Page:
Economy

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Government woos private investment

Drawing the battle lines: Bremmer

The title of Ian Bremmer’s new book, The End of the Free Market, seems to make the point clearly enough. His prediction: that companies from free market economies will face increasing competition in developing markets from the “state capitalism” of government-backed rivals.

Bremmer puts a number of energy-rich states into the “state capitalist” category, as well as some commodity producers with limited commitments to free market principles. However, Russia and ­– especially – China seem to fit the label best. But as Bremmer told NPR, a public radio programmer in the US, the message doesn’t seem to have got through to some of the multinationals trying to do business in these markets. “It’s not a fair playing field and there is no rule of law,” Bremner explains, “They are going to get ‘Googled’ out.”

But while it’s true that private sector companies in China often operate in the shadow of their state-owned counterparts, a State Council circular released last week suggests that Beijing does not want to see guojinmintui trends (‘the state advances as the private sector retreats’, see WiC30) overwhelm the private sector completely.

In fact, the circular was aimed at “encouraging and guiding the healthy development of private investment” in industries not specifically barred to the private sector.

The State Council says it will do this by fostering a greater level of competition in the market, removing laws that hinder private investment, and increasing transparency of market access.

The government is especially keen on private companies putting money into infrastructure. It’s an area where the state is currently dominant: in 2008 private companies had a market share of less than 10% in telecommunications, transportation and water, according to the China Daily. Other industries where private money will be welcomed include healthcare, financial services and education.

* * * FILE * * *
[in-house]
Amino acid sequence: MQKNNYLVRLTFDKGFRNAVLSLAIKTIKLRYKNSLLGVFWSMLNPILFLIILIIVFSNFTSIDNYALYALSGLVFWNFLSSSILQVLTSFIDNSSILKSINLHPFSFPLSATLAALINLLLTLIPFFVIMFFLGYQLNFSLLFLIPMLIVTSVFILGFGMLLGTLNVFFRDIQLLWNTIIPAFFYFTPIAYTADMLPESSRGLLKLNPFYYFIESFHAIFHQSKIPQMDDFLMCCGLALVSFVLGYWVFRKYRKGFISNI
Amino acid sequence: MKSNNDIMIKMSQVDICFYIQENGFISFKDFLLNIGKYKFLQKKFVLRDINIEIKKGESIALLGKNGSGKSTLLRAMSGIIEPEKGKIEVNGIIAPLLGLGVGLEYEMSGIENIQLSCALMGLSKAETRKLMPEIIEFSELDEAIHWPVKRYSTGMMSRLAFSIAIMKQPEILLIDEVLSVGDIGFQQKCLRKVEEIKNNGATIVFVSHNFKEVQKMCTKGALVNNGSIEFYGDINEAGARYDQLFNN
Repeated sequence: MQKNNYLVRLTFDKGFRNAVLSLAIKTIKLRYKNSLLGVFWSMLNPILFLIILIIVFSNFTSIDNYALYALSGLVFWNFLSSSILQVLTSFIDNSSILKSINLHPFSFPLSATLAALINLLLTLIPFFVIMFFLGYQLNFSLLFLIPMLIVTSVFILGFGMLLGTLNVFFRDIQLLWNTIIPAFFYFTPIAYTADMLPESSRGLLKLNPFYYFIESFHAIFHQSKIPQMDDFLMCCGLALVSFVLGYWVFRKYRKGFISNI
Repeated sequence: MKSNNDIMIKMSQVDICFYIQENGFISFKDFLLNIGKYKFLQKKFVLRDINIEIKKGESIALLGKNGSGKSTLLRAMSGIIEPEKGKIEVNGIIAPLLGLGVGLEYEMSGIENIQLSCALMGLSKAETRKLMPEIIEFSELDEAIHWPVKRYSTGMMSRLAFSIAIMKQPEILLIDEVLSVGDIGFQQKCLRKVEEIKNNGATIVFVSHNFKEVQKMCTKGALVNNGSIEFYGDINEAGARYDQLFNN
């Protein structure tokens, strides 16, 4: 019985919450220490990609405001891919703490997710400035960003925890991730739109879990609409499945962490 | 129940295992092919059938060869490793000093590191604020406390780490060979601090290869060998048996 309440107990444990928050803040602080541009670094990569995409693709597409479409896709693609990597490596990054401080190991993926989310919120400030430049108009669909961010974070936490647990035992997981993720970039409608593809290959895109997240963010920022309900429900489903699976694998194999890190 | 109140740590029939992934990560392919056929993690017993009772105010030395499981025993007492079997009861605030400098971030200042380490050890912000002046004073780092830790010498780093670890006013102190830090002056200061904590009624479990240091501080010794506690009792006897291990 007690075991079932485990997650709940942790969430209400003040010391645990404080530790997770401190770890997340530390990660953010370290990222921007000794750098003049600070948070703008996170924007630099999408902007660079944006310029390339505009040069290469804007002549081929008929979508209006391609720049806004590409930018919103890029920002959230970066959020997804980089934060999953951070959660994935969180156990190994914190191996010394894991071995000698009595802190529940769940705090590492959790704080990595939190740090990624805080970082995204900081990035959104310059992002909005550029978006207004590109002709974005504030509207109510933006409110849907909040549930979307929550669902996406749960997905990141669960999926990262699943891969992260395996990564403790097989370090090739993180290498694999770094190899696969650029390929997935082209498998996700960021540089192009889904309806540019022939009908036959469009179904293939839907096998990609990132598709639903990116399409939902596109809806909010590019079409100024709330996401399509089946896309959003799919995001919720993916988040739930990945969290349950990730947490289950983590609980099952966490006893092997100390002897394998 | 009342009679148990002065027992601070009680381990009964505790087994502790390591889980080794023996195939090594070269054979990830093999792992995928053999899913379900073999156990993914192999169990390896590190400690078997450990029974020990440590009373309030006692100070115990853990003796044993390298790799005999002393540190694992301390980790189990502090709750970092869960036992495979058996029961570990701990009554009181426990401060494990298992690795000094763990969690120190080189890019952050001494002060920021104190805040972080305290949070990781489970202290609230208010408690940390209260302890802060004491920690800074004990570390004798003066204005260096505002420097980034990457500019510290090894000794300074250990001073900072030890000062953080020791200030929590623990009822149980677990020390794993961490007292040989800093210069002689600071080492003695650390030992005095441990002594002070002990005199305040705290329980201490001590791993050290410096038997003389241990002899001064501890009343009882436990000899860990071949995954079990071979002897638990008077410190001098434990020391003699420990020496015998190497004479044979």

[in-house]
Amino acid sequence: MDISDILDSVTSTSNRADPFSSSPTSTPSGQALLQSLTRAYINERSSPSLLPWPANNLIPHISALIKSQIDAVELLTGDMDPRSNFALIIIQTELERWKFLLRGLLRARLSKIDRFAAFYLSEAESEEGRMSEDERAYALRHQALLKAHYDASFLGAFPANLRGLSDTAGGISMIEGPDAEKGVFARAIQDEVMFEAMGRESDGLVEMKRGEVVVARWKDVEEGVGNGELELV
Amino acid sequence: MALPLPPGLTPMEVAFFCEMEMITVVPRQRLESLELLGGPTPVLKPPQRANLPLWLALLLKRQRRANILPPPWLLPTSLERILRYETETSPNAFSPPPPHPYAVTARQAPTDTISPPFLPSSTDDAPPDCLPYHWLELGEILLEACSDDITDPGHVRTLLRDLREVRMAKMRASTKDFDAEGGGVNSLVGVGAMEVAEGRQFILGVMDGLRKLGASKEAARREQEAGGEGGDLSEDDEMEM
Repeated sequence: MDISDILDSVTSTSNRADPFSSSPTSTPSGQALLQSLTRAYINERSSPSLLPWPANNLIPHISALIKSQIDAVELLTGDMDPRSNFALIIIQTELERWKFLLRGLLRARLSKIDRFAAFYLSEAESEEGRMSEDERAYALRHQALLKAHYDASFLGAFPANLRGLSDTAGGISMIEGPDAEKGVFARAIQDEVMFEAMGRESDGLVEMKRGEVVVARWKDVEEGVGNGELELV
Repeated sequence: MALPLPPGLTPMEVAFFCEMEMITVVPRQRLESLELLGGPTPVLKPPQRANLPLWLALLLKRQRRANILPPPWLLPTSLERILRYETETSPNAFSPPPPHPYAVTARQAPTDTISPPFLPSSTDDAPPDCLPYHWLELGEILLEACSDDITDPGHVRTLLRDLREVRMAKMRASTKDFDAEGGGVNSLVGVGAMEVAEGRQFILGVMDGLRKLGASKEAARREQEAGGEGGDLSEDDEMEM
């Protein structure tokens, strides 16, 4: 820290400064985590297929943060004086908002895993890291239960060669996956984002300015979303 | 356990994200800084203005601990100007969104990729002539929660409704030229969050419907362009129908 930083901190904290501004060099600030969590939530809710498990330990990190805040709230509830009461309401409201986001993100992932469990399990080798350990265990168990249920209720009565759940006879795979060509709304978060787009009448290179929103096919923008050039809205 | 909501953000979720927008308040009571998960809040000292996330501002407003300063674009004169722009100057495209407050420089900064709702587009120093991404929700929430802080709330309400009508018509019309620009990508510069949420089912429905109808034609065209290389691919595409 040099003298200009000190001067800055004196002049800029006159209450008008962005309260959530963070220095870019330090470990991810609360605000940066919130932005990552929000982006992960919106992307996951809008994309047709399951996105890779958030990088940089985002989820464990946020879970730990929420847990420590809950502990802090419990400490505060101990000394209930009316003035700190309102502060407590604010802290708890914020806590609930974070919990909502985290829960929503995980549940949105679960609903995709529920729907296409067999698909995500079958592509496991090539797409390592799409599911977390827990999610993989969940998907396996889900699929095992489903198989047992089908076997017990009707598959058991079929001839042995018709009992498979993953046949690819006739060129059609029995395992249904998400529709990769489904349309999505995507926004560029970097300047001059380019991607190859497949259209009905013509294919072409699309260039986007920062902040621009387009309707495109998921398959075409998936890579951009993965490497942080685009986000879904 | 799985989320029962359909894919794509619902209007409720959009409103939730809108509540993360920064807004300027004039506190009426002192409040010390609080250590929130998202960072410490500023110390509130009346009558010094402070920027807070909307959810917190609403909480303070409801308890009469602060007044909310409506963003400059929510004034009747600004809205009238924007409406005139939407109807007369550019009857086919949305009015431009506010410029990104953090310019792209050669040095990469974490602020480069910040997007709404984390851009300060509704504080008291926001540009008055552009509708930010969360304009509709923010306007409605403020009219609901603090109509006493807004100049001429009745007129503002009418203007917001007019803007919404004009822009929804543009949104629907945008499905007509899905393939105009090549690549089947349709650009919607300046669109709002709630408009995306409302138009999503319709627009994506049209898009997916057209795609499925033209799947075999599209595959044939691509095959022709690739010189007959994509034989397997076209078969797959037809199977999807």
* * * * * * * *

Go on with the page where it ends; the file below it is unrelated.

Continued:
Market observers applauded the government’s efforts. HSBC’s chief economist Qu Hongbin says that the measures will increase private investment, create jobs, boost private consumption and facilitate long-term sustainable growth. Another positive: they will take some of the load off government fiscal spending, Qu says.

The China Daily concurred in an editorial on Tuesday: “Chinese policymakers are increasingly realising that the ongoing recovery can hardly last if private investment is not properly boosted on time.”

This is especially true for infrastructure investment, which is decelerating as the government starts to roll back its stimulus package. Commenting on the State Council’s new measures, China’s top economic planning agency, the NDRC, said that “it’s not enough to rely on stimulus policies such as government investment and credit growth,” Bloomberg reports.

This is not the first time that the government has made overtures to the private sector. In 2005, it also made friendly noises. But the proposed policy measures were not properly implemented.

This time will be different, the NDRC insists. The new measures are the most comprehensive set of policies targeting private investment since China started its economic reforms in 1978, it claims. But the failure of the 2005 efforts means there is room for some scepticism. Experts like Li Xiaogang of the Shanghai Academy of Social Sciences want to see the details. “I really hope the guidelines are not merely empty words,” Li says.

Others are readier to take the State Council at its word. Citic economist Zhu Jianfang told Bloomberg that he sees the proposed changes in a wider historical sweep, as the “third major regulatory reform” since 1949. He compares it to the agricultural reforms of the eighties and the restructuring of state-owned enterprises in the nineties.

Bremmer’s own view is that state capitalism works best in smaller, wealthier countries and that China’s own economy will be too large and too complex to “micro-manage” for an extended period. Perhaps some in the Chinese leadership agree with him, although few doubt that the more immediate rationale for the current policy shift is to ensure the private sector does its bit to keep economic growth on track.


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